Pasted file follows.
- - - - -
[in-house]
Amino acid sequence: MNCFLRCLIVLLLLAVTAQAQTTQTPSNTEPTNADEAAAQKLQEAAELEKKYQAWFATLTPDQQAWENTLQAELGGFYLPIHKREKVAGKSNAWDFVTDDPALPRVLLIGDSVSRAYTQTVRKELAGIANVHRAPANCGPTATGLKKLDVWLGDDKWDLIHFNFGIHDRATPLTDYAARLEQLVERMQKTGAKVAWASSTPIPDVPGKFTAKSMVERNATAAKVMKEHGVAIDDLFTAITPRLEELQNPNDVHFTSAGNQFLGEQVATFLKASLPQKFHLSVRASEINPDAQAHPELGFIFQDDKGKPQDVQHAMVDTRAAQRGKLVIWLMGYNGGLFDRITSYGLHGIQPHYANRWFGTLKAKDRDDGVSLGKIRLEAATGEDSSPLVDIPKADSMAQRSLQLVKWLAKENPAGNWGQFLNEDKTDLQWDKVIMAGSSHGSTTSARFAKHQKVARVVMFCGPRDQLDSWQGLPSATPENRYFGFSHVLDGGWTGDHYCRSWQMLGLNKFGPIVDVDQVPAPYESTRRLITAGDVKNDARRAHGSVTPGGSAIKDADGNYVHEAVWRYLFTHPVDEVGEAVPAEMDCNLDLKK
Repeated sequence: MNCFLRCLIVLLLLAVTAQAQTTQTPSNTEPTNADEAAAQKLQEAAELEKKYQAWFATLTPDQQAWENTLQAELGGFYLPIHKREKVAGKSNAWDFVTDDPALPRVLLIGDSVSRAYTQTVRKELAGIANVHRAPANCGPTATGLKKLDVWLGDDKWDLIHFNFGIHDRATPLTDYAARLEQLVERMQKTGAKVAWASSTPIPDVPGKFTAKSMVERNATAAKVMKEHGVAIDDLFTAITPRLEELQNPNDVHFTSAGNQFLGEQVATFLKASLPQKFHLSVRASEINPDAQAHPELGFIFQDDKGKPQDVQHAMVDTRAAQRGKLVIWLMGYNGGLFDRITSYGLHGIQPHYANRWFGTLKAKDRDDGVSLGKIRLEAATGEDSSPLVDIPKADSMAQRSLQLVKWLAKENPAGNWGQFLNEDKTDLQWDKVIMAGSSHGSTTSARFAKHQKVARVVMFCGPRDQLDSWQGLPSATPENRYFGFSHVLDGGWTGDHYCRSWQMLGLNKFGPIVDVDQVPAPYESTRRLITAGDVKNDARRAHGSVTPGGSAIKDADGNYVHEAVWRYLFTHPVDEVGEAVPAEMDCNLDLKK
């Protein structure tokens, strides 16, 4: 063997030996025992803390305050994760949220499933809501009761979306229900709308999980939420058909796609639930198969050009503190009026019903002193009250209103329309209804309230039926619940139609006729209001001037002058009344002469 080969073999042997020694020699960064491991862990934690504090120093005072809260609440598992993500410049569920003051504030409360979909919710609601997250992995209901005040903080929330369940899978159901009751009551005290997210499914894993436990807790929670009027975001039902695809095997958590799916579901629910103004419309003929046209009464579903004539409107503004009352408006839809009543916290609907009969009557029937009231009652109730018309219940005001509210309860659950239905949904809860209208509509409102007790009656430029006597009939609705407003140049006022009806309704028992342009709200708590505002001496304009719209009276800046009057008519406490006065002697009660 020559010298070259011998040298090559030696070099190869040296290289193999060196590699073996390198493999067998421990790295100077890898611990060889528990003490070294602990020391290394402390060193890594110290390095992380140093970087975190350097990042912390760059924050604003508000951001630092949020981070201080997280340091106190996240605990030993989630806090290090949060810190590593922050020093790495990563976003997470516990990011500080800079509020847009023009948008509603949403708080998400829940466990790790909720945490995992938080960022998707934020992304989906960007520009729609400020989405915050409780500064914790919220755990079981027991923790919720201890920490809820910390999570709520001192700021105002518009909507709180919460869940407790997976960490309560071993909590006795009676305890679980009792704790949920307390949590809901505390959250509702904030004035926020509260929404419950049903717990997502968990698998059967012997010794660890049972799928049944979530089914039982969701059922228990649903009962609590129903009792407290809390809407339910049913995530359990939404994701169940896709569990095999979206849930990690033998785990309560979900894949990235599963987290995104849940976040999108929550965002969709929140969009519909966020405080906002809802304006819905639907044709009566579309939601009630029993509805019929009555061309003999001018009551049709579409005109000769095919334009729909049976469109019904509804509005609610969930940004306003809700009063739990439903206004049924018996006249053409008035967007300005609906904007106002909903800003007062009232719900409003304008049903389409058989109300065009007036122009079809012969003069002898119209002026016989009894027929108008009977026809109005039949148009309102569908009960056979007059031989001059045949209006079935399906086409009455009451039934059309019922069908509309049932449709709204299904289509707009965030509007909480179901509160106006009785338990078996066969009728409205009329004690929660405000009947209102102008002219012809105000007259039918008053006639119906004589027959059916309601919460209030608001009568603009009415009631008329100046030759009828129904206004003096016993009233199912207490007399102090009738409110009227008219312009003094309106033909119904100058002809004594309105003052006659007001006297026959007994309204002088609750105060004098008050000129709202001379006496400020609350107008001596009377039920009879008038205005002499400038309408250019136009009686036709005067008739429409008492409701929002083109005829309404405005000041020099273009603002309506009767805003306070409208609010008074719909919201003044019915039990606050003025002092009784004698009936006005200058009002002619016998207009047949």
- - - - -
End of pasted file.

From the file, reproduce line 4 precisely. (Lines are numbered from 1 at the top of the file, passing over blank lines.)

């Protein structure tokens, strides 16, 4: 063997030996025992803390305050994760949220499933809501009761979306229900709308999980939420058909796609639930198969050009503190009026019903002193009250209103329309209804309230039926619940139609006729209001001037002058009344002469 080969073999042997020694020699960064491991862990934690504090120093005072809260609440598992993500410049569920003051504030409360979909919710609601997250992995209901005040903080929330369940899978159901009751009551005290997210499914894993436990807790929670009027975001039902695809095997958590799916579901629910103004419309003929046209009464579903004539409107503004009352408006839809009543916290609907009969009557029937009231009652109730018309219940005001509210309860659950239905949904809860209208509509409102007790009656430029006597009939609705407003140049006022009806309704028992342009709200708590505002001496304009719209009276800046009057008519406490006065002697009660 020559010298070259011998040298090559030696070099190869040296290289193999060196590699073996390198493999067998421990790295100077890898611990060889528990003490070294602990020391290394402390060193890594110290390095992380140093970087975190350097990042912390760059924050604003508000951001630092949020981070201080997280340091106190996240605990030993989630806090290090949060810190590593922050020093790495990563976003997470516990990011500080800079509020847009023009948008509603949403708080998400829940466990790790909720945490995992938080960022998707934020992304989906960007520009729609400020989405915050409780500064914790919220755990079981027991923790919720201890920490809820910390999570709520001192700021105002518009909507709180919460869940407790997976960490309560071993909590006795009676305890679980009792704790949920307390949590809901505390959250509702904030004035926020509260929404419950049903717990997502968990698998059967012997010794660890049972799928049944979530089914039982969701059922228990649903009962609590129903009792407290809390809407339910049913995530359990939404994701169940896709569990095999979206849930990690033998785990309560979900894949990235599963987290995104849940976040999108929550965002969709929140969009519909966020405080906002809802304006819905639907044709009566579309939601009630029993509805019929009555061309003999001018009551049709579409005109000769095919334009729909049976469109019904509804509005609610969930940004306003809700009063739990439903206004049924018996006249053409008035967007300005609906904007106002909903800003007062009232719900409003304008049903389409058989109300065009007036122009079809012969003069002898119209002026016989009894027929108008009977026809109005039949148009309102569908009960056979007059031989001059045949209006079935399906086409009455009451039934059309019922069908509309049932449709709204299904289509707009965030509007909480179901509160106006009785338990078996066969009728409205009329004690929660405000009947209102102008002219012809105000007259039918008053006639119906004589027959059916309601919460209030608001009568603009009415009631008329100046030759009828129904206004003096016993009233199912207490007399102090009738409110009227008219312009003094309106033909119904100058002809004594309105003052006659007001006297026959007994309204002088609750105060004098008050000129709202001379006496400020609350107008001596009377039920009879008038205005002499400038309408250019136009009686036709005067008739429409008492409701929002083109005829309404405005000041020099273009603002309506009767805003306070409208609010008074719909919201003044019915039990606050003025002092009784004698009936006005200058009002002619016998207009047949």